Know you’re in for a wild emotional ride when the word “mother” is in the title of a movie. Darren Aronofsky wrought biblical hell upon us with “mother!,” Bong Joon Ho showed us that you could be perhaps too good a mom in “Mother,” and Pedro Almodóvar painted a ravishing ode to screen goddesses with “All About My Mother.” (Oh, and in the French film “Ma Mère,” Isabelle Huppert dabbles in incest.) Enter Rodrigo Sorogoyen’s “Madre” into the canon of warped movies about motherhood. Marta Nieto turns in a great performance in this intimate yet epically shot drama about how a mother’s worst nightmare sparks a fleeting but unforgettable connection. What could’ve been an exploitative affair between a mother and the doppelgänger of her lost child is instead a certainly unsettling but strangely touching new movie.
Set against the clammy coastal enclave of a French beach town, “Madre” revolves (often quite literally, as much of the film appears to have been shot on a pivoting gimbal) around Elena (Nieto) as the mother of a missing child. Ten years prior to the central events of the movie — and presaged by a harrowing single-take sequence that contains one of the most excruciating phone calls in cinematic history — Elena’s son went missing while on a trip with his father. Nieto potently captures Elena’s panic as it becomes apparent that the boy, then six years old, is being kidnapped in real time.
Now a decade later, Elena and her husband are very much estranged. She lives on that very beach where her son went missing, works at divey local cafe, and even has a new relationship with the patiently doting Joseba (Alex Brendemühl). Still, she’s visibly haunted and pained by the events prior, but a splash of hope drops into her world when she espies a handsome teenage surfer by the sea. Later, they meet properly at her cafe, and he asks for her number.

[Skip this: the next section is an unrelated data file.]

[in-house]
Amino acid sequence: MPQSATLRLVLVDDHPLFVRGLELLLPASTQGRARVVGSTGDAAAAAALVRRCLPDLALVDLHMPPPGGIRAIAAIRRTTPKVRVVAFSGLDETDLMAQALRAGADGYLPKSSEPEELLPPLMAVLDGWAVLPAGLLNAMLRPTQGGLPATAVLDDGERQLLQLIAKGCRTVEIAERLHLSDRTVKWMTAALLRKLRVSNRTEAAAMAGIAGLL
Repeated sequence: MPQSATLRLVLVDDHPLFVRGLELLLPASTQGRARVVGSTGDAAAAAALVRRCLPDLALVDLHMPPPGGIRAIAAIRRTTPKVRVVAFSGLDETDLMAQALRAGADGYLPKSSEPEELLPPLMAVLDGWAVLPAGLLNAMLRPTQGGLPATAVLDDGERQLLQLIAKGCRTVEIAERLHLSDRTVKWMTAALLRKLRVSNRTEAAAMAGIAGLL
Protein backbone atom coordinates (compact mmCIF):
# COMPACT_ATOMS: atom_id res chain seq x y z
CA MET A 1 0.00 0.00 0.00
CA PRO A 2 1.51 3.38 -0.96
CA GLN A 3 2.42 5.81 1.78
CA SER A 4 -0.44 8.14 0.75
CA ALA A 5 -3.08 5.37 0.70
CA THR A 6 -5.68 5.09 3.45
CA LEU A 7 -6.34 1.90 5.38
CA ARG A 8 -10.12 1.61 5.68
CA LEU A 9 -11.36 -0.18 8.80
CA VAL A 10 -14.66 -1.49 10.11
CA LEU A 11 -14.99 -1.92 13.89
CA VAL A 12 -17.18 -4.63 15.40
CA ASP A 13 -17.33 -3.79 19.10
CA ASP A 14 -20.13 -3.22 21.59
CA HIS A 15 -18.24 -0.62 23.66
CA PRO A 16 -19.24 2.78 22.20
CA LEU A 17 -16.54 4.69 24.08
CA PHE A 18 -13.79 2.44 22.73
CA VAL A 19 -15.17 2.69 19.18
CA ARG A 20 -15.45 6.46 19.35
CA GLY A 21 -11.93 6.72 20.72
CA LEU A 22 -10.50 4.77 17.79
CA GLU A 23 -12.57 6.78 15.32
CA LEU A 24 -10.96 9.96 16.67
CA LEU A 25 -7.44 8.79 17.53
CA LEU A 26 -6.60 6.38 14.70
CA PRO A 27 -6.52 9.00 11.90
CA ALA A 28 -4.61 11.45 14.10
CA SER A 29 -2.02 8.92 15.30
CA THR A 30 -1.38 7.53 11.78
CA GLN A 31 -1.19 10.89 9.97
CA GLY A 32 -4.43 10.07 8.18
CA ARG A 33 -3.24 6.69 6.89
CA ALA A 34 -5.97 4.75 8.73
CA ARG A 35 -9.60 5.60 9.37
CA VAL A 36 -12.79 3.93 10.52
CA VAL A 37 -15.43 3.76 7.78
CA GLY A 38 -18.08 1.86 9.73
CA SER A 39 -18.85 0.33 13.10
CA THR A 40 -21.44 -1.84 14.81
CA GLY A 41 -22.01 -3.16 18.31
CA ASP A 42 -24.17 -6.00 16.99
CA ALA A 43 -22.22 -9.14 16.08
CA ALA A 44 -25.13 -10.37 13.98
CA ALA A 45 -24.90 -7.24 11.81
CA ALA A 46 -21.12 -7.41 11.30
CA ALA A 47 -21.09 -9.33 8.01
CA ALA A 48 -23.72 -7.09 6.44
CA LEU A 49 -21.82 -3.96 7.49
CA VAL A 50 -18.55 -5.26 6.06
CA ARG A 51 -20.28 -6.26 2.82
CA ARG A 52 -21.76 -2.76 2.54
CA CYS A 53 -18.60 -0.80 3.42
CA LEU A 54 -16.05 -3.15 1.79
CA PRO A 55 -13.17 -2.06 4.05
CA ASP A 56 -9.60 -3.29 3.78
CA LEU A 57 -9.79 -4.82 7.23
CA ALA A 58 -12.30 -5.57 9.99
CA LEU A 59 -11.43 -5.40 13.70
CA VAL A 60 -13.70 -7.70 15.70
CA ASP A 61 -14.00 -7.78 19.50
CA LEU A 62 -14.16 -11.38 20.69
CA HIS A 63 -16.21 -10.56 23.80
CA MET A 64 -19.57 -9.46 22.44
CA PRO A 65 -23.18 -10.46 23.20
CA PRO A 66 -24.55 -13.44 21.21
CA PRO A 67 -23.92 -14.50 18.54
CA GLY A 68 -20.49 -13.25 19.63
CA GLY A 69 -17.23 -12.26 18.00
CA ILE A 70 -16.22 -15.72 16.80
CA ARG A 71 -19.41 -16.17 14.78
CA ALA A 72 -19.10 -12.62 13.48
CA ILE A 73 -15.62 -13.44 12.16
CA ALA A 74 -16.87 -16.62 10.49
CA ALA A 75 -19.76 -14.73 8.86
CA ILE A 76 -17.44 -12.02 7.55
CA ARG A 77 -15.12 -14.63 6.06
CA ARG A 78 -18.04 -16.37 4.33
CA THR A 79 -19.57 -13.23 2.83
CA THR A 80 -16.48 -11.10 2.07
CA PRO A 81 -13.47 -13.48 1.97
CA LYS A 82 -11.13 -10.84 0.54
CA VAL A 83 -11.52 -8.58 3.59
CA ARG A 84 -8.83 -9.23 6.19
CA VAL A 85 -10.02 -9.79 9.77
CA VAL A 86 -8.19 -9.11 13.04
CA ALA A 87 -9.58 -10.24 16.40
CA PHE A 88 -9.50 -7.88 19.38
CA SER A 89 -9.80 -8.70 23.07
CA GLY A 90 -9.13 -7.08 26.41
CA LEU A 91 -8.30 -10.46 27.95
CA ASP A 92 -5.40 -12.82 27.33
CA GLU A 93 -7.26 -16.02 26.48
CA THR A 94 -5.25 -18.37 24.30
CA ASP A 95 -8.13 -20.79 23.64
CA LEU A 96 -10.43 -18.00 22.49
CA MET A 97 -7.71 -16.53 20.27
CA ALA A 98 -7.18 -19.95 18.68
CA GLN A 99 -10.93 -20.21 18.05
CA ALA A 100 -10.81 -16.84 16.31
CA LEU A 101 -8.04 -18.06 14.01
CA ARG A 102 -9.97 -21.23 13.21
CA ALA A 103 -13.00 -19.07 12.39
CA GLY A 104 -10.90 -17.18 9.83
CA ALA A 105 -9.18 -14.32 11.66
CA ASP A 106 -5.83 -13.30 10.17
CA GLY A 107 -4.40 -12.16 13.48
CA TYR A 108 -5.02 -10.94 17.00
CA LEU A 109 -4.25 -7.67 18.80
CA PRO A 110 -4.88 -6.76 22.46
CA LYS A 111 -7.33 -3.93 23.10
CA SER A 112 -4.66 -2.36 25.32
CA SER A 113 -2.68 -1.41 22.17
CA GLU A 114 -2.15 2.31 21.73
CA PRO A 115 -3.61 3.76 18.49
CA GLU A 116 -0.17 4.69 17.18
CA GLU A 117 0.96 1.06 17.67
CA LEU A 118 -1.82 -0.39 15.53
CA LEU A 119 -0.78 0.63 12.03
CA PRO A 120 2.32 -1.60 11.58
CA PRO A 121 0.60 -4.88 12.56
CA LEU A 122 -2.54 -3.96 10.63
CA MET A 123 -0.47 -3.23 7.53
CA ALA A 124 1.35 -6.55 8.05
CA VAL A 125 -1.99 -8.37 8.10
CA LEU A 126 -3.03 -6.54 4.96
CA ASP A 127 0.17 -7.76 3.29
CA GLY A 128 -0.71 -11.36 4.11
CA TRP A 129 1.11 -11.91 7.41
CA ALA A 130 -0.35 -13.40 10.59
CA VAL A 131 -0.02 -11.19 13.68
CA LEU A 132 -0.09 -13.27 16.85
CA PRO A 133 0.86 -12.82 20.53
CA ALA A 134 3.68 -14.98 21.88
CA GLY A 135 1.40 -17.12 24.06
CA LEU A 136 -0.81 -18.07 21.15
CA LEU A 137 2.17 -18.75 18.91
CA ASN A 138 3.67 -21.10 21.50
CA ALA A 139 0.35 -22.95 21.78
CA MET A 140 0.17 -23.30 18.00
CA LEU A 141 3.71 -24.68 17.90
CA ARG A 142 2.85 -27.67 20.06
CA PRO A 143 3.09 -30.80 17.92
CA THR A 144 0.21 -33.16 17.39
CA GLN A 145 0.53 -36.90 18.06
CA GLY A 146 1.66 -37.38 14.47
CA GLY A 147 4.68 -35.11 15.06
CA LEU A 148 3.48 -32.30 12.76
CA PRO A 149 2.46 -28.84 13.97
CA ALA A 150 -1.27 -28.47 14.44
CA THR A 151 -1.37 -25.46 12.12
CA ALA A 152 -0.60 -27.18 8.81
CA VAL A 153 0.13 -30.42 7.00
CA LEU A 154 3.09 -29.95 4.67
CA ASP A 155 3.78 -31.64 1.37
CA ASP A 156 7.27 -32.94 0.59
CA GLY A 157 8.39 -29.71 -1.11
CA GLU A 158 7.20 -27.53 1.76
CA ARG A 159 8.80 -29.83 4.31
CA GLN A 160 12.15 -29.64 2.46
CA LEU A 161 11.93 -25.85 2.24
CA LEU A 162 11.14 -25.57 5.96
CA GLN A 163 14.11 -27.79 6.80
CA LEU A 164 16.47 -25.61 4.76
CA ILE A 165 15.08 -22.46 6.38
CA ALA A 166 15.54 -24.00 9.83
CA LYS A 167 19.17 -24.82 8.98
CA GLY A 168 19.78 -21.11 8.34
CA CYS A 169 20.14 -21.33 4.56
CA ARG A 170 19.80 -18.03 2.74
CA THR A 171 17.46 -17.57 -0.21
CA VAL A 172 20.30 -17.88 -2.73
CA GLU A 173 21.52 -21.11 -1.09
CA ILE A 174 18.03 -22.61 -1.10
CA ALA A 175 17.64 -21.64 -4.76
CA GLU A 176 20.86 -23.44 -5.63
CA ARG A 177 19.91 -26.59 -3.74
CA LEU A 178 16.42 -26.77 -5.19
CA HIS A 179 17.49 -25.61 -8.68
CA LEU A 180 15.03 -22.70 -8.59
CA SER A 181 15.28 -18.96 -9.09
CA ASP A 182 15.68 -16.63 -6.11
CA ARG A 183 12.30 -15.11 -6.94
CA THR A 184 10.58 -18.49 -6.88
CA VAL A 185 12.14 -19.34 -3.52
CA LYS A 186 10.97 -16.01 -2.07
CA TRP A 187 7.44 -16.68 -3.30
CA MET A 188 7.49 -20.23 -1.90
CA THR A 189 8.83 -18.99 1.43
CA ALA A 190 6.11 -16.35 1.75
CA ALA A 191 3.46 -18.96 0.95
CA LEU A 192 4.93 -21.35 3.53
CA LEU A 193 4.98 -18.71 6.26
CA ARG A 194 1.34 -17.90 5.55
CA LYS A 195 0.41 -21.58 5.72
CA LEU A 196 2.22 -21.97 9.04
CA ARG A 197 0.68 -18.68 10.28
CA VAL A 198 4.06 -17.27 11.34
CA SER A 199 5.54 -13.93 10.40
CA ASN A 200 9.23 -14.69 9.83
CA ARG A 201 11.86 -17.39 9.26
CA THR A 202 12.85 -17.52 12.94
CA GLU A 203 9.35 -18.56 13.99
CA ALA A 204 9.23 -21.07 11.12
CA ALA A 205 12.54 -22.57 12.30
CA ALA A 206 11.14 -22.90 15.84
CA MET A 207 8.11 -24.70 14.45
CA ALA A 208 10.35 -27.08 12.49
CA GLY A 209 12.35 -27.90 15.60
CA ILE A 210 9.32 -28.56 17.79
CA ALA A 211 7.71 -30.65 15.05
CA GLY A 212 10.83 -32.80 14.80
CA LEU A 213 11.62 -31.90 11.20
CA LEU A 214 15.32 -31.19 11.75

No, the young man, Jean (Jules Porier), is not Elena’s son. But there’s certainly a resemblance, and he has a hypnotic hold on her, made obvious in tight closeups and that ever-revolving camera that constantly seems to encircle the pair as they get to know each other.
Though the nature of their relationship is surely beyond the realm of the platonic, it never quite dives into the sexual. Sorogoyen, who based “Madre” off his 2019 Academy Award-nominated short film of the same title, keeps Elena and Jean’s dynamic constantly tilting into flirtation but there’s a nurturing and, yes, mothering current to their relationship. Elena is projecting her lost son onto Jean as much as he is projecting his need for a mother figure onto her. At the rental property where Jean is summering with his Parisian family, things are not right. There are suggestions that Jean’s parents are abusive and, also, there’s the fact that his reedy mother looks almost exactly like Elena, but a decade or so older.
While “Madre” closely keeps its focus on Elena and Jean, there is a third act detour in which Elena meets up with her estranged ex Ramon (Raúl Prieto), but the encounter only results in anger and reopened wounds. “Madre” careens into melodrama in its final hour, and ends on a far less harrowing phone call than the first, but one that doesn’t necessarily carry the emotional significance it seems to promise.
But there are plenty of volcanoes of emotion to be experienced throughout the film’s spacious two-hour-plus running time, and within its fabulous vistas courtesy of cinematographer Alejandro de Pablo. “Madre” turns out to be the least twisted, and most empathetic, entry in the damaged mother movie canon in some time.
“Madre” is available via virtual cinemas and on VOD platforms now. Head to Strand Releasing’s webpage for more details.